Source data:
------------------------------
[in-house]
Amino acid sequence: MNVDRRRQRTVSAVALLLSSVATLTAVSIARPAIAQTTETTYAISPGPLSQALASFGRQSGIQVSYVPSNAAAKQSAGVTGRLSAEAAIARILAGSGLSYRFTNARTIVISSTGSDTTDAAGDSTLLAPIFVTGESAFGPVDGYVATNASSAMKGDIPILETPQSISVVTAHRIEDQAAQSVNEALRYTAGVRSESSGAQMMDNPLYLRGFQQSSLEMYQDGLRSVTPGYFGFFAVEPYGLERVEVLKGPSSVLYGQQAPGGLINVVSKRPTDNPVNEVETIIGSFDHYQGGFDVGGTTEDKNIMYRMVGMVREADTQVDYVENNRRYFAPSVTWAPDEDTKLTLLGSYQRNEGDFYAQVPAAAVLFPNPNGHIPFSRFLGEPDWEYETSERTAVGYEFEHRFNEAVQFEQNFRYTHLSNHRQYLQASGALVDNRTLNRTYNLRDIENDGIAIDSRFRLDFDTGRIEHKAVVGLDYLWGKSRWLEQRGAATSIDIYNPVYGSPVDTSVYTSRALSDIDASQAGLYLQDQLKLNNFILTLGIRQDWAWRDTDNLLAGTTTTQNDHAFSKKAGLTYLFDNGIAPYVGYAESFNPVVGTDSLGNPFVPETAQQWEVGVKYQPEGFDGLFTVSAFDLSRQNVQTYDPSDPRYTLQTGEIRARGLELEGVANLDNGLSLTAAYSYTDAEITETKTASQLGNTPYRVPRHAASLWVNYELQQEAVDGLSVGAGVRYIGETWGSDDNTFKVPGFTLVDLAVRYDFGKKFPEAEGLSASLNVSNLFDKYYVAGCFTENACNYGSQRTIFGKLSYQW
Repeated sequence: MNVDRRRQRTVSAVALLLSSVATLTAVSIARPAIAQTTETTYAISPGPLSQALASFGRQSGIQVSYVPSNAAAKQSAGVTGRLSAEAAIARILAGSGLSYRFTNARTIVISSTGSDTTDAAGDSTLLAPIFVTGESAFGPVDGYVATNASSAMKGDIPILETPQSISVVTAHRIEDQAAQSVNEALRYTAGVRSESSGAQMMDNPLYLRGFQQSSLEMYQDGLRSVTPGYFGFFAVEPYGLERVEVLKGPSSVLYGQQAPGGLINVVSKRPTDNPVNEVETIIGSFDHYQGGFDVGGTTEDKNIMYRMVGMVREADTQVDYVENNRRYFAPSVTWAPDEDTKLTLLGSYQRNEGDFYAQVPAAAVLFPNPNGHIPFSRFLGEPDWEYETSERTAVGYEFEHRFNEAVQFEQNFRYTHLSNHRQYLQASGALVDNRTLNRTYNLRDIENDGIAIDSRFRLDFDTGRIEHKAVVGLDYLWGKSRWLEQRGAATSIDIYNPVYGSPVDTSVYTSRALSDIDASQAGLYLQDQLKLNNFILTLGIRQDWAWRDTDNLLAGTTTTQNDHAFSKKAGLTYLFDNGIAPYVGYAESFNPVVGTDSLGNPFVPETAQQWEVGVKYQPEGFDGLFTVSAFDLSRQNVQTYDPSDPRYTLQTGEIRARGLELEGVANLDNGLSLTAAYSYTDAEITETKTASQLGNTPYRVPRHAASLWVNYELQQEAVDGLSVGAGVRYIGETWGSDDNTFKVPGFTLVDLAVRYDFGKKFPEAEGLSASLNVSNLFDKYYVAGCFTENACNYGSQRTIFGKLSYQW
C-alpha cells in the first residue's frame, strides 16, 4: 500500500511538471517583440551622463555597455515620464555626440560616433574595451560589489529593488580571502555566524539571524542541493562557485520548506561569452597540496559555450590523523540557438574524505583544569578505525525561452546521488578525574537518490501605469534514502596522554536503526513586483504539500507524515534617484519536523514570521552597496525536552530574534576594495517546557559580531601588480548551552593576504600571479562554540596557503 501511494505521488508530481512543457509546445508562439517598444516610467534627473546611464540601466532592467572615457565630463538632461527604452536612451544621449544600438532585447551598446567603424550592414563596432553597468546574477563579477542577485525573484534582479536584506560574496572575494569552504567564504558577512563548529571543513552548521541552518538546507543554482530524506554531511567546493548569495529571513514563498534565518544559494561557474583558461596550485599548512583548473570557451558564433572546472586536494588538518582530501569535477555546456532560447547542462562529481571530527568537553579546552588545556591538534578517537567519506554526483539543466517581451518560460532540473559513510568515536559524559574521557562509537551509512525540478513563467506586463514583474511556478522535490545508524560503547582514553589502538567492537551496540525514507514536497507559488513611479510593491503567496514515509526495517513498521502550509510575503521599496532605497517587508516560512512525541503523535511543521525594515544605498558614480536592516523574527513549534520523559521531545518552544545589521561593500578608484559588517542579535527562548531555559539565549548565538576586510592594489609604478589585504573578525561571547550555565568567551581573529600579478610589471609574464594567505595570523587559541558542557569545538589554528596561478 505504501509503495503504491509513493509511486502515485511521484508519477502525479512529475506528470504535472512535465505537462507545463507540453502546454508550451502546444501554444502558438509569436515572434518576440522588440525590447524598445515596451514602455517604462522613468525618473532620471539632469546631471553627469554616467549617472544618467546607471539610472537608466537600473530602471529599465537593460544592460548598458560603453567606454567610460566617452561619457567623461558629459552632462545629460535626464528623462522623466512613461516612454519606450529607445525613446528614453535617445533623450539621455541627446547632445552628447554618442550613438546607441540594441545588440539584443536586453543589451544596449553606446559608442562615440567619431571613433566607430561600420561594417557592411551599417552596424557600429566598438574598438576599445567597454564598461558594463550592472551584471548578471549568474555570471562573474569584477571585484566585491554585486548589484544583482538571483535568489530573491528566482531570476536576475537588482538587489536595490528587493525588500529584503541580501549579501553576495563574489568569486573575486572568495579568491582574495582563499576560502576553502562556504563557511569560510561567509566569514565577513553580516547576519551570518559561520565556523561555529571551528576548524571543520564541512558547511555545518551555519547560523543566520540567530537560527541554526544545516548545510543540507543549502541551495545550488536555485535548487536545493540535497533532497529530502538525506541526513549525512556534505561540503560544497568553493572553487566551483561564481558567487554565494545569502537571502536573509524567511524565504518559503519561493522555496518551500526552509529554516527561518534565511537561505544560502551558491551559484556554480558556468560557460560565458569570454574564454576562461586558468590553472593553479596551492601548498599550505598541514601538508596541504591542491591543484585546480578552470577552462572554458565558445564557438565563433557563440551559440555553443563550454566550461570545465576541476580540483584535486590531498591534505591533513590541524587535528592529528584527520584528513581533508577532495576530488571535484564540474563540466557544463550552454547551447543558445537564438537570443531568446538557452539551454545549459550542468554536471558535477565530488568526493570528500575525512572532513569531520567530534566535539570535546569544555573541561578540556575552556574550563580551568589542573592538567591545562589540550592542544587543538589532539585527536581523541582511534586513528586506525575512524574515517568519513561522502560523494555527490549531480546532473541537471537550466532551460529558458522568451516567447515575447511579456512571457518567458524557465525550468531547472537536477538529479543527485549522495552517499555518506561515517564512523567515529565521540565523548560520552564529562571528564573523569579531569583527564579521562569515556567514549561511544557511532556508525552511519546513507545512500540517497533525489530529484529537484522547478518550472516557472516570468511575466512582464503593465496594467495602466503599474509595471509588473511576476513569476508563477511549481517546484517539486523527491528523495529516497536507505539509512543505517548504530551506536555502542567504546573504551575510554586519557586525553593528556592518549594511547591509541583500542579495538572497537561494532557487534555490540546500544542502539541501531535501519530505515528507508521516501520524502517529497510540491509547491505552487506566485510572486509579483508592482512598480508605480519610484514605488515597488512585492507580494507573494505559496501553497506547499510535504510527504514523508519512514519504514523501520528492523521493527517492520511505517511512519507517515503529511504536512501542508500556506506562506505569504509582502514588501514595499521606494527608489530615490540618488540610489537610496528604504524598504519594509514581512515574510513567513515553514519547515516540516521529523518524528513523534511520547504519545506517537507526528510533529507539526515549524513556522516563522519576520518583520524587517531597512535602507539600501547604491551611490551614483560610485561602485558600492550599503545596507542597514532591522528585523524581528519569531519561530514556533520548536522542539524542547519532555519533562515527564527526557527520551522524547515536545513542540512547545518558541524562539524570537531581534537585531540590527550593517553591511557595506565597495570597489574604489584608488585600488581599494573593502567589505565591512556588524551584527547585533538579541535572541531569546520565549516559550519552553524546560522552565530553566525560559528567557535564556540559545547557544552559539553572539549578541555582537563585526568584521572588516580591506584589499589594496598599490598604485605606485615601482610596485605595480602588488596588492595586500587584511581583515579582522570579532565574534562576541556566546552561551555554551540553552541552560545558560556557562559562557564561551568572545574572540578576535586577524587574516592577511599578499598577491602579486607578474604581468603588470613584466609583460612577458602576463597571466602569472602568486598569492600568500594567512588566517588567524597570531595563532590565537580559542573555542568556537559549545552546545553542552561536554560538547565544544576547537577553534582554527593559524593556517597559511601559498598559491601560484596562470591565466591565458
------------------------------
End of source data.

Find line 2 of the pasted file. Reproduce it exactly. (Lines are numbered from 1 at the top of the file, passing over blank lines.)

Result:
Amino acid sequence: MNVDRRRQRTVSAVALLLSSVATLTAVSIARPAIAQTTETTYAISPGPLSQALASFGRQSGIQVSYVPSNAAAKQSAGVTGRLSAEAAIARILAGSGLSYRFTNARTIVISSTGSDTTDAAGDSTLLAPIFVTGESAFGPVDGYVATNASSAMKGDIPILETPQSISVVTAHRIEDQAAQSVNEALRYTAGVRSESSGAQMMDNPLYLRGFQQSSLEMYQDGLRSVTPGYFGFFAVEPYGLERVEVLKGPSSVLYGQQAPGGLINVVSKRPTDNPVNEVETIIGSFDHYQGGFDVGGTTEDKNIMYRMVGMVREADTQVDYVENNRRYFAPSVTWAPDEDTKLTLLGSYQRNEGDFYAQVPAAAVLFPNPNGHIPFSRFLGEPDWEYETSERTAVGYEFEHRFNEAVQFEQNFRYTHLSNHRQYLQASGALVDNRTLNRTYNLRDIENDGIAIDSRFRLDFDTGRIEHKAVVGLDYLWGKSRWLEQRGAATSIDIYNPVYGSPVDTSVYTSRALSDIDASQAGLYLQDQLKLNNFILTLGIRQDWAWRDTDNLLAGTTTTQNDHAFSKKAGLTYLFDNGIAPYVGYAESFNPVVGTDSLGNPFVPETAQQWEVGVKYQPEGFDGLFTVSAFDLSRQNVQTYDPSDPRYTLQTGEIRARGLELEGVANLDNGLSLTAAYSYTDAEITETKTASQLGNTPYRVPRHAASLWVNYELQQEAVDGLSVGAGVRYIGETWGSDDNTFKVPGFTLVDLAVRYDFGKKFPEAEGLSASLNVSNLFDKYYVAGCFTENACNYGSQRTIFGKLSYQW